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Gabriel writes: "The Trump administration is preparing to broaden a controversial program to provide military equipment to local law enforcement agencies."

Police stand watch as demonstrators protest the 
shooting death of teenager Michael Brown on Aug. 13, 2014 in Ferguson, 
Missouri, sparking days of unrest in the community. (photo: Scott Olson/Getty Images)
Police stand watch as demonstrators protest the shooting death of teenager Michael Brown on Aug. 13, 2014 in Ferguson, Missouri, sparking days of unrest in the community. (photo: Scott Olson/Getty Images)

White House to Scrap All Limits on the Pentagon's Police Militarization Program

By Elliott Gabriel, teleSUR

28 August 17

High-calibre machine guns, bayonets, tracked armored vehicles and "weaponized aircraft" from the U.S. military will soon be available to local police.

he Trump administration is preparing to broaden a controversial program to provide military equipment to local law enforcement agencies. This would reverse limited Obama-era reforms to the program, made in response to widespread outrage over the use of such equipment against anti-police-brutality protesters in Ferguson and elsewhere, as well as in the course of routine policing.

The plan to revive the high-grade weapons-sharing component of the Department of Defense Excess Property Program ,or 1033 Program, may be unveiled as soon as Monday when Attorney General Jeff Sessions will address an annual meeting of the Fraternal Order of Police or FOP.

The FOP, which bills itself as the largest law enforcement union in the world, endorsed Donald Trump during his presidential campaign last year. Trump had promised to scrap existing limitations on 1033, which he described as “an excellent program that enhances community safety.”

According to an administration summary obtained by USA Today, which had been circulated to some police groups, the move would overturn a 2015 executive order that modestly limited the transfer of military equipment to police agencies, reviving "the full scope of a longstanding program for recycling surplus, lifesaving gear from the Department of Defense, along with restoring the full scope of grants used to purchase this type of equipment from other sources.”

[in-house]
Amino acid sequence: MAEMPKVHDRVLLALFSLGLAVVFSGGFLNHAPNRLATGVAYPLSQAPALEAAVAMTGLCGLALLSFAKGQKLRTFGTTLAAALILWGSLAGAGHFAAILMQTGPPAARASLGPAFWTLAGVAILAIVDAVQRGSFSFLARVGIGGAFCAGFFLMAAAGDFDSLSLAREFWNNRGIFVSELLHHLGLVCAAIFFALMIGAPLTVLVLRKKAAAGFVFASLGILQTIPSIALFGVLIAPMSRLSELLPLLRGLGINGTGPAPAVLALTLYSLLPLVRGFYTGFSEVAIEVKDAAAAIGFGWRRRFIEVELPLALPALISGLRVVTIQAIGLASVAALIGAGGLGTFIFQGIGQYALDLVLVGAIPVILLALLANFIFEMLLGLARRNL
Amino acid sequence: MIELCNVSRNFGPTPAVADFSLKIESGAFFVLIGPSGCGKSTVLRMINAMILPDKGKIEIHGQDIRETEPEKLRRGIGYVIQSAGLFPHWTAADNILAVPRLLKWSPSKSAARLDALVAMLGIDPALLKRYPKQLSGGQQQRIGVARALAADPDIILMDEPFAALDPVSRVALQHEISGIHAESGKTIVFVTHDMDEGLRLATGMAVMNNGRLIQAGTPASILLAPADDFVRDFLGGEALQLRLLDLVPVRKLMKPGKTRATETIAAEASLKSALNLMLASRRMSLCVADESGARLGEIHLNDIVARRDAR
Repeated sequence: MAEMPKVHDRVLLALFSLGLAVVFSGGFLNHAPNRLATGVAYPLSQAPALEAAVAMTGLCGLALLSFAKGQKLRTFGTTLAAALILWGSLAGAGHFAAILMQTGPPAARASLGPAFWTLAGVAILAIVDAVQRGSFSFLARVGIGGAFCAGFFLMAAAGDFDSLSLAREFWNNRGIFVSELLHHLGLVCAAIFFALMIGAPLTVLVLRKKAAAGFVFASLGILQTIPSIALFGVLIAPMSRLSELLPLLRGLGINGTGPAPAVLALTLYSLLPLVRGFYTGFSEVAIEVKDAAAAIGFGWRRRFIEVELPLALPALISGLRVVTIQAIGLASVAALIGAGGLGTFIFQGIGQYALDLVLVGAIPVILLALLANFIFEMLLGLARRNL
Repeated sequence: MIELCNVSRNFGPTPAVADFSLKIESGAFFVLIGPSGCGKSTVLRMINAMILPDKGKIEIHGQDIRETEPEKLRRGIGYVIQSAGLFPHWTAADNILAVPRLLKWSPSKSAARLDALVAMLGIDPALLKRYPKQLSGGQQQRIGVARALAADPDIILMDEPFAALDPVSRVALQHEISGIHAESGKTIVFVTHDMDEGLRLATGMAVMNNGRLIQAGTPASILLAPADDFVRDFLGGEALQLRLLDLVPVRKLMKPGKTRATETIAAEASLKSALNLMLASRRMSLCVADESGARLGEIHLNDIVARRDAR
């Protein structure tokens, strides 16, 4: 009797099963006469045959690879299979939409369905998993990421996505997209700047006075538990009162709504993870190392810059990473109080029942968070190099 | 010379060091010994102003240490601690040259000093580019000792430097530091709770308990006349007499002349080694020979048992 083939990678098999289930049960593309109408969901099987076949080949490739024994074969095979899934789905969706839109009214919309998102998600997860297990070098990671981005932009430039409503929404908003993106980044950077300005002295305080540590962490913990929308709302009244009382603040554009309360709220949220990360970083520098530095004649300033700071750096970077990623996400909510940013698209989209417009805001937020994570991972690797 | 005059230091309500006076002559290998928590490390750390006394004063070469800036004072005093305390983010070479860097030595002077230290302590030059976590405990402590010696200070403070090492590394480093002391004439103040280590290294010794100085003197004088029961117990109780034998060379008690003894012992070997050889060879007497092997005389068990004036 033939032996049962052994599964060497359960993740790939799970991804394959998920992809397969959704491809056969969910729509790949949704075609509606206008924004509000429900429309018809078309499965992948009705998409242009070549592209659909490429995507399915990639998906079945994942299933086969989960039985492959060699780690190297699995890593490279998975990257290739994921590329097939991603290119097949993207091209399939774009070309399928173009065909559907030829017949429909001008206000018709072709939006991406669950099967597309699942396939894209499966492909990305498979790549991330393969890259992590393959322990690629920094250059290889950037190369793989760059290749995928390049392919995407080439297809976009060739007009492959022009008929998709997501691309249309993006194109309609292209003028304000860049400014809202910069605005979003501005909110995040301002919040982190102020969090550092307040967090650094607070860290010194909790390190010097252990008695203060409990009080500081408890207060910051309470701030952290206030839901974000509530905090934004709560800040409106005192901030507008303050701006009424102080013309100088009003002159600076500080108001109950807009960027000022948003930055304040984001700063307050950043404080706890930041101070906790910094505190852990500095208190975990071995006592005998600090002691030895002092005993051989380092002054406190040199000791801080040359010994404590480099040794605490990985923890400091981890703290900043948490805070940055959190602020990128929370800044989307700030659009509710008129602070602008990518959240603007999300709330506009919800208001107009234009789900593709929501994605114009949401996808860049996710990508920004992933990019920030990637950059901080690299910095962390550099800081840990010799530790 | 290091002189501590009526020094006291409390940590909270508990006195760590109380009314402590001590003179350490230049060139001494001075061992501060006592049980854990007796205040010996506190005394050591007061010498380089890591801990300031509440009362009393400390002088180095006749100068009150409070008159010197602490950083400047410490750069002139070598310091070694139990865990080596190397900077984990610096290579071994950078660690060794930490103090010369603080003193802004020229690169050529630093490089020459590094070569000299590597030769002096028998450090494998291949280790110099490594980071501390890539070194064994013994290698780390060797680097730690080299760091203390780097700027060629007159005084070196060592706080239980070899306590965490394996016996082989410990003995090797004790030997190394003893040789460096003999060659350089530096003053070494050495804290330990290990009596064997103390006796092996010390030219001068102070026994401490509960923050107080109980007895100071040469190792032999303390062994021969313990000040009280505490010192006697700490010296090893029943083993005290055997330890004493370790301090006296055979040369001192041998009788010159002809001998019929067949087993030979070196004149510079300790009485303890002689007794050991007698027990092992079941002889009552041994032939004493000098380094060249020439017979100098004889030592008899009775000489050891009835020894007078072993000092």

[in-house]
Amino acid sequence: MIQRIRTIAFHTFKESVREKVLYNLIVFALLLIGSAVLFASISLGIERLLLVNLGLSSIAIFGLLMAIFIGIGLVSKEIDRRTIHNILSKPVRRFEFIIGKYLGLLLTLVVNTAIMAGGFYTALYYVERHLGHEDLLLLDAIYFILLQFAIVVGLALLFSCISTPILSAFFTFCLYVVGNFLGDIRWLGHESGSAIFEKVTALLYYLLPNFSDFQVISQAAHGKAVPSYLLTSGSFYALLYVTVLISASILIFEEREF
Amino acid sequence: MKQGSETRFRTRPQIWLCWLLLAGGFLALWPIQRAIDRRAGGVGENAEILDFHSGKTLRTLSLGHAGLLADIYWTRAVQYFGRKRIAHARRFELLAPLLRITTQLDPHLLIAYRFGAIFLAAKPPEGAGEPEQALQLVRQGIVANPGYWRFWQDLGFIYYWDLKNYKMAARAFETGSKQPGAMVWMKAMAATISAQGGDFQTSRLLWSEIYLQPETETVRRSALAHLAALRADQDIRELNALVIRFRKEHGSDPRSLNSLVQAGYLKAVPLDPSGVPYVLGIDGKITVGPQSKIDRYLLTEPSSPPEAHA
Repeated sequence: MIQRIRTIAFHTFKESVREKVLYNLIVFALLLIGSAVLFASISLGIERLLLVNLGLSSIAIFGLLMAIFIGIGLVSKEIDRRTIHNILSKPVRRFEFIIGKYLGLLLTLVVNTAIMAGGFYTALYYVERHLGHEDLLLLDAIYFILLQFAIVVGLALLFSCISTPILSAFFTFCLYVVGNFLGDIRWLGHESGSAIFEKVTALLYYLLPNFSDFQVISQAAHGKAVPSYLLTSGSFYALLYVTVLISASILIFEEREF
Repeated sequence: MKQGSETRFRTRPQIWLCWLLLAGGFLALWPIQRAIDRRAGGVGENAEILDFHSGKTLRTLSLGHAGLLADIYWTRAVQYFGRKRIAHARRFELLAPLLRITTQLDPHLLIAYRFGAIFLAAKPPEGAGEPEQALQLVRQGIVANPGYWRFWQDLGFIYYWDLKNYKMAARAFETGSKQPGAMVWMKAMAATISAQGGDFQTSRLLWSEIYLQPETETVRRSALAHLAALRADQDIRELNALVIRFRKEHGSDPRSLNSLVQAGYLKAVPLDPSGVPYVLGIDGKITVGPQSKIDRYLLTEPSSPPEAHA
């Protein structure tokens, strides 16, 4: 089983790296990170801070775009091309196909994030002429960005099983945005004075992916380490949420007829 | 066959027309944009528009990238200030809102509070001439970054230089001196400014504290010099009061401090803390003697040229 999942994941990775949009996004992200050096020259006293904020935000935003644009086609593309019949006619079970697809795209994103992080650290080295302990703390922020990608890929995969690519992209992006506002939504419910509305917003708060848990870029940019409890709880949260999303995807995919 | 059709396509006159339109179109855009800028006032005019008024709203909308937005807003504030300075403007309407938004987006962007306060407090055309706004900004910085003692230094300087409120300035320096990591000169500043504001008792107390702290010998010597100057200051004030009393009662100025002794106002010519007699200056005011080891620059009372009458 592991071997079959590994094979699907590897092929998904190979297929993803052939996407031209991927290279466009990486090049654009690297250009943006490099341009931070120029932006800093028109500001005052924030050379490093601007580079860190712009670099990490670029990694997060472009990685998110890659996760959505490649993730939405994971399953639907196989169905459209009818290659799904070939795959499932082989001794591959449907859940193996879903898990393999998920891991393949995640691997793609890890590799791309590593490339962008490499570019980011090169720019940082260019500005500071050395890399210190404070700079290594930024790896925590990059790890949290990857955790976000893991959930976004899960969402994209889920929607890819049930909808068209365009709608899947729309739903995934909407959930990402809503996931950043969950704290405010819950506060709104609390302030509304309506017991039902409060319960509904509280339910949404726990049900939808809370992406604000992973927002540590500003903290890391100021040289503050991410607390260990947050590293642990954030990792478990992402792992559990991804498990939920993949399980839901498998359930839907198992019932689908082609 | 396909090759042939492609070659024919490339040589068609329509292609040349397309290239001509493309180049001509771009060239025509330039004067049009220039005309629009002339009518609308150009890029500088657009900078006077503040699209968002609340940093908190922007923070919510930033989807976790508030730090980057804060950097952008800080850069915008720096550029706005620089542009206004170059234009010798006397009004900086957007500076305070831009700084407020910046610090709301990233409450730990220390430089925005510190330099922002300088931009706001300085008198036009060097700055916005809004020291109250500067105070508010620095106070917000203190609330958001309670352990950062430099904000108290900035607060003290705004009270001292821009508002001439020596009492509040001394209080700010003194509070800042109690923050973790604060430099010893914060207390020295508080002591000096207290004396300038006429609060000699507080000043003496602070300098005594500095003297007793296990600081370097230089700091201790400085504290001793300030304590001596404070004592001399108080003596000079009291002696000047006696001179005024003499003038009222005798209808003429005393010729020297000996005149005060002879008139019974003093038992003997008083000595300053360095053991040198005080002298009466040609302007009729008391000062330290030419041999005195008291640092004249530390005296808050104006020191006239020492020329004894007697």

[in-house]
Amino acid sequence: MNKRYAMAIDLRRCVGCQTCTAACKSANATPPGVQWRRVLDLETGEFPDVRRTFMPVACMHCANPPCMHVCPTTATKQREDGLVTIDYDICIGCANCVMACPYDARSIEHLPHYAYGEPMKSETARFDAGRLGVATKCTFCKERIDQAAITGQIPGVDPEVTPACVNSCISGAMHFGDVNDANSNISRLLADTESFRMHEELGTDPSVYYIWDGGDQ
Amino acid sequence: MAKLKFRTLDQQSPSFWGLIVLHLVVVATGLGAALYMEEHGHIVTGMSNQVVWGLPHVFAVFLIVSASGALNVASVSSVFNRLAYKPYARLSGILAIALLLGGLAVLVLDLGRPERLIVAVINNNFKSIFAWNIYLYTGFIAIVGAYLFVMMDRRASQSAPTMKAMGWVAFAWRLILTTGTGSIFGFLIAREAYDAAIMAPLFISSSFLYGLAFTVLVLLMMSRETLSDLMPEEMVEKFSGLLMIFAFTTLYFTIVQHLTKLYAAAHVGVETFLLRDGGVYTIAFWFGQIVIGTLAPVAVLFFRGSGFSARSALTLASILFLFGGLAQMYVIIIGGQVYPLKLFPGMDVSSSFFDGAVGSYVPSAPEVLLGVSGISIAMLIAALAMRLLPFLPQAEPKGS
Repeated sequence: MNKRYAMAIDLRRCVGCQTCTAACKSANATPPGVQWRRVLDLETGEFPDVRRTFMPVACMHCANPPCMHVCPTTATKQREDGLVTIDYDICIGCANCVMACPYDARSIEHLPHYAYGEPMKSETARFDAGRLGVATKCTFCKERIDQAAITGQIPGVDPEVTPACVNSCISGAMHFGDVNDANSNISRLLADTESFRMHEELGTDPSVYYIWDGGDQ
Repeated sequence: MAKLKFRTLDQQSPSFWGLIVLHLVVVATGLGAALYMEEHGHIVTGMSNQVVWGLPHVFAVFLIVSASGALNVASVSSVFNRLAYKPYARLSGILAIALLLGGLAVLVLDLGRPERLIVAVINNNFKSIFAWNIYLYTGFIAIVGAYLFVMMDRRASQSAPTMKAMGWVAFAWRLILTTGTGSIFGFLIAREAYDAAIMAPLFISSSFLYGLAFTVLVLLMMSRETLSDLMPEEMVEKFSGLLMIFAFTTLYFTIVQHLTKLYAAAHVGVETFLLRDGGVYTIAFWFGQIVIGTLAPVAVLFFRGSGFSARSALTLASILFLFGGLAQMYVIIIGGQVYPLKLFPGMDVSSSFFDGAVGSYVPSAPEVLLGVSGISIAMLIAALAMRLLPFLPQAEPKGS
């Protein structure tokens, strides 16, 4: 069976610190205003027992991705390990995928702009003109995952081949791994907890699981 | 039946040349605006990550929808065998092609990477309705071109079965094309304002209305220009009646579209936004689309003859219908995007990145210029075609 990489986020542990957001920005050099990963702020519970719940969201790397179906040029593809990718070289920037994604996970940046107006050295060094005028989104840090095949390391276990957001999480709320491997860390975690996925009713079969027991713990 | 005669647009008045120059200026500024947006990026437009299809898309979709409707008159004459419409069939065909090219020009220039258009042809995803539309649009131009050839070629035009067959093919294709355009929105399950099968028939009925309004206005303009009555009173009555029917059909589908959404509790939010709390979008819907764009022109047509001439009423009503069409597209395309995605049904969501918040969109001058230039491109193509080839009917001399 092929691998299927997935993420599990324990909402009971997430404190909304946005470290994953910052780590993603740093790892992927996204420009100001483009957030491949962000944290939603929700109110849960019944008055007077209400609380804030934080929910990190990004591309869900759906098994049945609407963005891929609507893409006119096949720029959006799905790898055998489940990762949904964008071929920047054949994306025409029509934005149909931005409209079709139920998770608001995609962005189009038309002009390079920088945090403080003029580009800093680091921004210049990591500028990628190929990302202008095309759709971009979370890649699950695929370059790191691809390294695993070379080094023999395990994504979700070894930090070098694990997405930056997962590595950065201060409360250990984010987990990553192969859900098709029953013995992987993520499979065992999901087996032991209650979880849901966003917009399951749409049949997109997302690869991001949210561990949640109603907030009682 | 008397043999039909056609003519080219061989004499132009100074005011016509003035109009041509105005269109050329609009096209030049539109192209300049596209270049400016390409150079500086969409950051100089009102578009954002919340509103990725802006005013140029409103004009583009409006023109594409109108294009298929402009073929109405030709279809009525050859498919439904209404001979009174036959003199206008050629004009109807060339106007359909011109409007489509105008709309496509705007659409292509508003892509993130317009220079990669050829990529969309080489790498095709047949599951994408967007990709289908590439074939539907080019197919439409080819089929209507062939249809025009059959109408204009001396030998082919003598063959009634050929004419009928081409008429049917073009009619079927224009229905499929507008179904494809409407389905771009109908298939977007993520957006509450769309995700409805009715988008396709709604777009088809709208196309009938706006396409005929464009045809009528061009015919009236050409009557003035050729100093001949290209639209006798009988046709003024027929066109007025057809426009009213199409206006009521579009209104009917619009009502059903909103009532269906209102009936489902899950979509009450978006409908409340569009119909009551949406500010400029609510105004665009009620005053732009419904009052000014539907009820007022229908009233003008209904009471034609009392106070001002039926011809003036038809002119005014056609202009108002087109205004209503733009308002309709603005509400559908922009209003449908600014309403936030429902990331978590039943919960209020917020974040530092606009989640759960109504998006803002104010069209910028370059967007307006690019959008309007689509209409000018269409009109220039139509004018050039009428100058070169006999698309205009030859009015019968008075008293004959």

"Assets that would otherwise be scrapped can be re-purposed to help state, local and tribal law enforcement better protect public safety and reduce crime," the summary added.

Created in 1990 and expanded in 1997, the 1033 Program is administered by the Pentagon's Defense Logistics Agency through its Law Enforcement Support Office, whose motto is “from warfighter to crimefighter.”

The program has provided US$6 billion in equipment and arms to over 8,600 federal, local and state police agencies in all 50 U.S. states and occupied U.S. territories. Government entities including park districts, the U.S. Forest Service and junior college police were able to order the equipment through an online catalog-style mail-order website.

"Much of the equipment provided through the 1033 program is entirely defensive in nature ... that protect officers in active shooter scenarios and other dangerous situations," the Trump administration's summary claimed.

Supplies distributed ranged from office equipment, clothing and first aid kits to machine guns, bayonets, night vision devices, rifle scopes, helicopters and planes, military drones, shock cuffs, long range acoustic devices or LRADs, surveillance equipment, 107-millimeter mortar-carrying tanks, explosive ordnance disposal robots and mine-resistant ambush protected or MRAP vehicles.

Around 500 MRAPs were distributed through 1033 to police departments, including small communities and the Ohio State University Campus Police. According to government reports, local police departments in almost every state have more MRAPs than their states' respective National Guard units.

Police departments at universities and junior colleges across the U.S. also procured tactical gear, repurposed grenade launchers, M-16 assault rifles and less-lethal munitions through the program.